The rugged, dissimilar, and frequently grotesque and fanciful appearance of the rocks, distinguish the scenery of this Dale from, almost every other in the kingdom. "On the whole" to use the words of Mr. Gilpin,[2] " it is perhaps, one of the most pleasing pieces of scenery of the kind, we any where meet with. It has something peculiarly characteristic. Its detatched, perpendicular rocks, stamp it with an image entirely its own, and for that reason, it affords the greater pleasure. For it is in scenery as in life:— We are most struck with the peculiarity of an original character, provided there is nothing offensive in it."

At Wooton-Hall near Dove-Dale, Hume procured a place of retreat, for that singular character and ingenious writer, Jean Jacques Rousseau. Flying from a persecution which his exuberant imaginatio pictured, as thickening around him on the continent, he arrived in London in January, 1766: he first intended taking up his residence in Wales, but about the latter end of March, he settled in Derbyshire. "Here," says he, " I have arrived at last, at an agreeable and sequestered asylum, where I hope to breathe freely, and at peace."[3] The spot was, indeed, every way adapted to his melancholy and romantic mind, and suited to his genius, affording him scope for his favorite study,Botany.:— From this abode, however, he issued in April, 1767, with his usual eccentricity, inflamed of an imaginary affront, and heaping reproaches on persons, to whom he stood most indebted, for their attention to his welfare and felicity, and returned to the continent. While Rousseau lived at Wooton-Hall, he planted a number of curious seeds in Dove-Dale, the scenery of which he much admired, and often visited.[4]

Footnotes and references from the book.

[1] Wheatley's Obser. on Modern Gardening, p.114.

[2] In his Northern Tour.

[3] Correspondance avec, M. Peyron Tom. II. Lettre, 45.

[4] To those who visit Dove-Dale (and who that has an opportunity will not do so?) it may be acceptable to know,that there are in its immediate vicinity several objects worthy their attention: but being on the western side of the Dove, they are situated in the county of Stafford, and therefore cannot be introduced into the body of this work.
After inspecting the Dale, and returning to its southern extremity, a small winding of the Dove to the right, will lead to the road leading to Islam [Ilam], a small ancient village, one mile from the Dale; situated upon the united rivers, Manifold and Hamps, which join their streams in the pleasure grounds of Mr. Port. This gentleman's mansion is an old Hall, surrounded with pleasing walks, and commanding a very fine prospect.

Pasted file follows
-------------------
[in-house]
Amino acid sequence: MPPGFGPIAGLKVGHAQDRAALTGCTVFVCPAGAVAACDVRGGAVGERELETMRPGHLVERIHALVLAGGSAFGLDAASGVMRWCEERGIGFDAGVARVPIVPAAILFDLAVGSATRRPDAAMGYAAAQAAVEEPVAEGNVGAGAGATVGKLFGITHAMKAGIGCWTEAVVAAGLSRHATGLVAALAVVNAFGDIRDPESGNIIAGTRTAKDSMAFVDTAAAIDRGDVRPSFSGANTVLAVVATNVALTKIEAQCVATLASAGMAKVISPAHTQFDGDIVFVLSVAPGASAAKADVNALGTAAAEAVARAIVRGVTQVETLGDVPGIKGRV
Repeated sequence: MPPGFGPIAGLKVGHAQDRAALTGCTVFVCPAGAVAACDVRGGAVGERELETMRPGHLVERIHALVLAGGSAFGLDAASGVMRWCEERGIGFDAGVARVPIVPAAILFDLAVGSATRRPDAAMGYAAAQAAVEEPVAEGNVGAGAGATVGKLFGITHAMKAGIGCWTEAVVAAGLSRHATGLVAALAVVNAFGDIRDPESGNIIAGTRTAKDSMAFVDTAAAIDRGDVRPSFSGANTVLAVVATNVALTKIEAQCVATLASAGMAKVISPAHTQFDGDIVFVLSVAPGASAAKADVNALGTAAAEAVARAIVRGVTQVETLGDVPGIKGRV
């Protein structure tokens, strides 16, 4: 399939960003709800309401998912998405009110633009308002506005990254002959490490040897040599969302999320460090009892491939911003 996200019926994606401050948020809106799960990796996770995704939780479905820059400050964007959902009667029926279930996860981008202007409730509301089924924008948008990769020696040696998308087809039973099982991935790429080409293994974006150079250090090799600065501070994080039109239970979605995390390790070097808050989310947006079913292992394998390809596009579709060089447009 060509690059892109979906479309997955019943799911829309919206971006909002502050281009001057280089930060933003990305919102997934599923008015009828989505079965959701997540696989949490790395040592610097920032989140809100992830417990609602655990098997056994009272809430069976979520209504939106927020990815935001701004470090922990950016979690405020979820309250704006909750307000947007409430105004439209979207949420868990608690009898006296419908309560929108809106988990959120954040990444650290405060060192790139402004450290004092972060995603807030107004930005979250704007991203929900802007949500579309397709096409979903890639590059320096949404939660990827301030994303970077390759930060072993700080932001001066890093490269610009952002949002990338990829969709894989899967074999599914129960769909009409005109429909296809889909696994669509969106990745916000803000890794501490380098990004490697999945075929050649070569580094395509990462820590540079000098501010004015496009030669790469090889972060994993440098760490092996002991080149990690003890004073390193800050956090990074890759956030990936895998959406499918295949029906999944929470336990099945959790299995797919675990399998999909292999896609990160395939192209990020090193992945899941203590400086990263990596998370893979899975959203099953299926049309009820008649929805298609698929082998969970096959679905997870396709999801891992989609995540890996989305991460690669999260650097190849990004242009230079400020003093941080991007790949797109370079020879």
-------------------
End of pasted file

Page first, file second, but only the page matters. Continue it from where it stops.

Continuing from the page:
Proceeding one hundred yards from the house, a little wooden bridge, is arrived at, thrown over an abyss in the rock, out of which boils up, with surprising force, the river Manifold, after haying pursued a subterraneous course for five miles, from the point where it ingulphs itself in the earth, called Weston-Mill. At the distance of twenty yards further, a similar phænomenon occurs; for here there is another fissure in the rock, from whence the river Hamp throws its waters into day. This river disappears at Leek Water Houses, a place half-way between Leek and Ashbourn ; thus pursuing a subterraneous course of seven miles, before it again emerges into light. On their emersion, the temperature of the two rivers differs two degrees and a half; the Hamps being thus much colder than the Manifold.
Ascending from this place, a flight of stone-steps conducts to a higher walk, which pursues a zig-zag course, through the wood that covers the face of the rock, and overhangs the river just quitted, In this solemn abstracted scene, safe from the obtrusion of the busy crowd, and secure from every discordant sound, lulled to peace by the river that flowed beneath him, and the sacred whisper of the wood which waved above his head, Congreve, when scarcely nineteen, in a little grotto, (his favorite and accustomed retreat) wrote his comedy, called the " Old Bachelor." This recess is built with gray stones, having a stone-table in the middle, and an elegant drapery of ivy, privet, young beech, and laurel branches, crown the roof, and hang from above ;-the whole is so romantic, that we might expect to perceive, "inspiration breathe around."
In the church at Islam, are some ancient monuments Of the Cromwell family; but two of still greater antiquity are found in the church-yard, which, from the Runic knots, and other Scandinavian ornaments carved on their faces, are supposed to be Danish, and attributed to the tenth century.
At Oakover also, which is not far from Dove-Dale, there are several of the best paintings of Raphael, Titian, Rubens, Luca Giordano, Varelst, Vandervelt, &c. The visitor is permitted to see one room only in this house; but in this house; but in this one the exquisite pictures by the above masters are to be found.

Davies' book
An Ann Andrews book transcript

Some places in or near Dovedale.
Thorpe and Thorpe Cloud

Ilam Church

Ilam Hall

The Dove is also mentioned on Derbyshire: Rivers (and Canals)